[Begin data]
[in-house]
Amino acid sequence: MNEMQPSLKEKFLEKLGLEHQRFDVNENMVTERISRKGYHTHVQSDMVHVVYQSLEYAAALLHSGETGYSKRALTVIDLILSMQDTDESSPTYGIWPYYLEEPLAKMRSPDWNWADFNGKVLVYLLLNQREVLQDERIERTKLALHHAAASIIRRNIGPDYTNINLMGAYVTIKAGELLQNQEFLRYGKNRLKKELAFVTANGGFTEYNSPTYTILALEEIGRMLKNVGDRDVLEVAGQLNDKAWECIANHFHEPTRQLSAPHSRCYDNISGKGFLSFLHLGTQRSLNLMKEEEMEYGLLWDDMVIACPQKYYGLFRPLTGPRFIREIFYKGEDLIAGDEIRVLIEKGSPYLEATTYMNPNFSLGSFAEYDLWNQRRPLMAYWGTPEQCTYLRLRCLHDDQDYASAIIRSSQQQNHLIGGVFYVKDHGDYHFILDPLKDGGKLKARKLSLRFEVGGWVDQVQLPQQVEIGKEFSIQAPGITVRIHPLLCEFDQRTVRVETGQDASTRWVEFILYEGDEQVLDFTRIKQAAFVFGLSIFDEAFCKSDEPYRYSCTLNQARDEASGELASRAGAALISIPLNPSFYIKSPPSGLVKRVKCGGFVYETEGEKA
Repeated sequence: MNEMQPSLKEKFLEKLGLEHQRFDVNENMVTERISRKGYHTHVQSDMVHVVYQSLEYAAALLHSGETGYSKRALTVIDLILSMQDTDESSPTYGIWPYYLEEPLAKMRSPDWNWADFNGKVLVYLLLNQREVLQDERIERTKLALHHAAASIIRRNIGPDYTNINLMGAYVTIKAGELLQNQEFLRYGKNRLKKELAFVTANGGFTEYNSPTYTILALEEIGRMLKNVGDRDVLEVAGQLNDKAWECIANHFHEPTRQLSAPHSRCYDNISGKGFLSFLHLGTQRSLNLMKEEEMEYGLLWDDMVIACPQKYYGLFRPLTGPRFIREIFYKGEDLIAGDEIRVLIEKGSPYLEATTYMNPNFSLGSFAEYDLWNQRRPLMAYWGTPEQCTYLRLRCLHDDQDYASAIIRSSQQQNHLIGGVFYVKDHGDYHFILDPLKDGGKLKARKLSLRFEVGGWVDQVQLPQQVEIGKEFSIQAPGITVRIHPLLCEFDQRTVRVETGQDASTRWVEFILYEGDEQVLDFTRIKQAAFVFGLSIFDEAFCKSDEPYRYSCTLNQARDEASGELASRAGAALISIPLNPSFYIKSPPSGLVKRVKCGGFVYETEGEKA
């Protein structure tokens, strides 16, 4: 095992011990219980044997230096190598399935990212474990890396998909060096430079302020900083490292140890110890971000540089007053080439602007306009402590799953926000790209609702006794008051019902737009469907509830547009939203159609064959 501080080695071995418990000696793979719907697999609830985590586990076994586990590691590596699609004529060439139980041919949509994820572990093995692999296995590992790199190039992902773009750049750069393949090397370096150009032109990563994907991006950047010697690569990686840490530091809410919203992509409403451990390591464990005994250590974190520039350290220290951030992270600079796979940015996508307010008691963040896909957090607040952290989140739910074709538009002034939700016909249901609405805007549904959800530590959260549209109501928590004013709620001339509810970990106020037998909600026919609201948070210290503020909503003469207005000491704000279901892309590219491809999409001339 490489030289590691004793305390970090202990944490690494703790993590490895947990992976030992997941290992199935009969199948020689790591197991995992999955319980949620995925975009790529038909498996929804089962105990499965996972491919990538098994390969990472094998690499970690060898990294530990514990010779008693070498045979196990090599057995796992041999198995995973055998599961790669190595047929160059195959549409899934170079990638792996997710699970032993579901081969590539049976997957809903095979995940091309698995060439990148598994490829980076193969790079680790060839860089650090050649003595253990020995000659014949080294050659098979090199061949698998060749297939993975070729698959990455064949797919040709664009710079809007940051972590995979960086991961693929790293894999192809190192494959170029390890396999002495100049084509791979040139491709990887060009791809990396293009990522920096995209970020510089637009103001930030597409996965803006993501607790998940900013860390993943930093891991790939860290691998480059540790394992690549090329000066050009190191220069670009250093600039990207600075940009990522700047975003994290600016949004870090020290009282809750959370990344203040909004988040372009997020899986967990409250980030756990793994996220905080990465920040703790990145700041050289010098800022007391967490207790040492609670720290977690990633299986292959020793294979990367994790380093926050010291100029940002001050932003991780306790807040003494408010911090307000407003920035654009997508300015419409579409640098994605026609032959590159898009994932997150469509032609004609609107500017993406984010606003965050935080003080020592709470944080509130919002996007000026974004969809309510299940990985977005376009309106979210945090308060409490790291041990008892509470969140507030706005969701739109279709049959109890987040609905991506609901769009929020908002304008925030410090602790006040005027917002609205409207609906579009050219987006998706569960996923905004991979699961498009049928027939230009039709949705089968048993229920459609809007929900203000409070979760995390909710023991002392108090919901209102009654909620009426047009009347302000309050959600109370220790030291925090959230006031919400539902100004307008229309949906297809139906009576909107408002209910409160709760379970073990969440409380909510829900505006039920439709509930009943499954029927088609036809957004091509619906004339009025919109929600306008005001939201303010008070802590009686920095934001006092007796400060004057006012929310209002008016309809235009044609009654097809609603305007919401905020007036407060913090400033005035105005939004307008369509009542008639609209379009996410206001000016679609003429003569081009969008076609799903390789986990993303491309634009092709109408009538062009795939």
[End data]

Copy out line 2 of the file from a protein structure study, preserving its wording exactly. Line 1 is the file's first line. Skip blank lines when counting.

Amino acid sequence: MNEMQPSLKEKFLEKLGLEHQRFDVNENMVTERISRKGYHTHVQSDMVHVVYQSLEYAAALLHSGETGYSKRALTVIDLILSMQDTDESSPTYGIWPYYLEEPLAKMRSPDWNWADFNGKVLVYLLLNQREVLQDERIERTKLALHHAAASIIRRNIGPDYTNINLMGAYVTIKAGELLQNQEFLRYGKNRLKKELAFVTANGGFTEYNSPTYTILALEEIGRMLKNVGDRDVLEVAGQLNDKAWECIANHFHEPTRQLSAPHSRCYDNISGKGFLSFLHLGTQRSLNLMKEEEMEYGLLWDDMVIACPQKYYGLFRPLTGPRFIREIFYKGEDLIAGDEIRVLIEKGSPYLEATTYMNPNFSLGSFAEYDLWNQRRPLMAYWGTPEQCTYLRLRCLHDDQDYASAIIRSSQQQNHLIGGVFYVKDHGDYHFILDPLKDGGKLKARKLSLRFEVGGWVDQVQLPQQVEIGKEFSIQAPGITVRIHPLLCEFDQRTVRVETGQDASTRWVEFILYEGDEQVLDFTRIKQAAFVFGLSIFDEAFCKSDEPYRYSCTLNQARDEASGELASRAGAALISIPLNPSFYIKSPPSGLVKRVKCGGFVYETEGEKA